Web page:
The Bad, the Ugly and the Uglier:
Palisades Village Not a Good Neighbor
Caruso Closes Streets Illegally
Los Angeles has rules about street closures. First you must obtain a permit from Street Services to close the street. Than you must post in advance about the lanes that will be closed and the time that the street (or portion of the street) will be closed.
Unless you are Rick Caruso, in which case you simply close the street without regard for the protocol.
On Friday, October 5, Swarthmore Avenue, a public thoroughfare, was closed off for a special private Caruso function. Tables and a stage were placed on the street from late morning into the afternoon. L.A. City Street Services Investigator Andrea Garcia said that no permit had been pulled.
On October 17, the parking lane on Monument Street was closed, so that it could be used for VIP drop-off and pickup for a private event hosted by a Caruso tenant, jeweler Jennifer Meyer.
Circling the News contacted the City, and L.A. City Street Services Investigator Joy Bryant wrote in an October 22 email, “I do not see a permit in our system for that date at that location.”
According to the Street Services website, applicants should begin the processing to close a street 45 days in advance, and if an application is received less than 21 days prior, a $312 application late fee should be accessed. Applicants must also submit proof of general liability insurance to the City.
“The applicant must notify all residents, property owner, managers or lessees in the closure area of the date time, location and purpose of the closure. This notification may be accomplished by distributing flyers, door hangers or by circulating the petition. Notification shall be completed at least 10 days prior to the event for local streets.”
Street Services told Circling the News in an October 22 email that “Temporary ‘No Parking’ signs that are permitted are usually posted 72 hours prior to the closure date.
Caruso Trash Examined
A resident complained that Caruso workers (primarily restaurant and construction workers) were taking cigarette and lunch breaks on Albright Street and then leaving the butts and trash behind.
This resident alerted maintenance people at Caruso’s Palisades Village and was told, “Technically, it’s not our problem.”
Albright runs directly behind the project, facing onto residential properties.
The resident stated in an October 20 email to Circling the News that they have lived in the neighborhood for decades and walk the street daily.
“There has never been such an accumulation of trash and cigarette butts,” the local wrote. “Since the stores and restaurants have opened, it has gotten worse and has become an ashtray and trash can for employees at the expense of the neighbors.”
Sunil Watumull, the general manager for Caruso’s Palisades Village, was contacted by the resident and responded on October 20 in a return email, “I have asked our housekeeping team to monitor the area on Albright for cleanliness and reminded them again earlier this afternoon. We will also address this concern with our tenants.”
Circling the News walked by the area around noon on October 22 and there were three workers outside smoking, but we did not stay to see what they did with the butts. It appeared that there was no trash in the gutter.
Village Green Update: Not Our Problem
After Caruso’s Palisades Village opened on September 22, trash began overwhelming the Village Green, a small triangular community park across Sunset at Swarthmore.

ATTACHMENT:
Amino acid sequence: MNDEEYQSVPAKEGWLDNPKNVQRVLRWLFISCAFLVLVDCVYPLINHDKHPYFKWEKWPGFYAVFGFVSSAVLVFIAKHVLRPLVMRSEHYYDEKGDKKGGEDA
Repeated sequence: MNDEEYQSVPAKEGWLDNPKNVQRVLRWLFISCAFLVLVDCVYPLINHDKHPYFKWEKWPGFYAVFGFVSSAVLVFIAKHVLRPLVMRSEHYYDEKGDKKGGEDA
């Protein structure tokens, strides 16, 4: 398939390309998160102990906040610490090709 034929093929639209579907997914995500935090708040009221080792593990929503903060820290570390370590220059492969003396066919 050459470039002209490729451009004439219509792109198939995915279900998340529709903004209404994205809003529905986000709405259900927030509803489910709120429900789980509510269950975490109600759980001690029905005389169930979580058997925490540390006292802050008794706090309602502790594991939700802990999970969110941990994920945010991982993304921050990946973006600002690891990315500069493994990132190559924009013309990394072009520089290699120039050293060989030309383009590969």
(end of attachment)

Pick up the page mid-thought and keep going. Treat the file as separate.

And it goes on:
The Village Green board alerted Caruso’s staff to the large amount of garbage spilling over from the stores on the weekends. Garbage cans, which are normally emptied three times a week, were overflowing by Sunday morning.
Members of the Village Green board emailed Caruso to ask for help in trash abatement. There was no response.
The Village Green board then went to the Pacific Palisades Community Council’s Caruso Village’s liaison group.
These board members were told that it wasn’t Caruso’s problem (as announced publicly at the October 11 Community Council meeting).
The Village Green, which operates on a $14,000 annual budget and depends on donations and grants, had to hire a company (at $150 a month) to bag up the trash. This means an additional $1,800 will have to be raised annually to take care of someone else’s trash.
Then, one piece of really good news: a true neighbor stepped forward. Vintage Grocer’s store director Adrian Casso said that once the trash was bagged it could be brought to the store (directly across from the park) and the staff would take care of it. The Village Green board was told that trash couldn’t be brought to the alleyway behind the store, because the alley belongs to Caruso.
Before Vintage Grocers opened, the store donated pies for the inaugural pie-eating contest on the Fourth of July and has since donated food to Woman’s Club events.
More Early Construction on Caruso’s Project
Circling the News received an email from a reader on Saturday morning reporting, “Caruso construction started on Saturday (October 21) at 6:50 a.m.”
The approved L.A. City starting time for construction on Saturday and holidays is 8 a.m. to 6 p.m., with no construction allowed on Sunday. (Hours Monday through Friday are from 7 a.m. to 9 p.m.)
According to the resident, “Cement trucks were driving on Monument Street, there were generators on Sunset Boulevard. The entire neighborhood was buzzing with noise, literally.”
I asked if the resident had reported this to the City (by calling 877-ASK-LAPD).
The resident responded, “I am so frustrated, people have called and called, but the City and [Councilman] Bonin don’t do anything about it. Why doesn’t our Community Council step up?”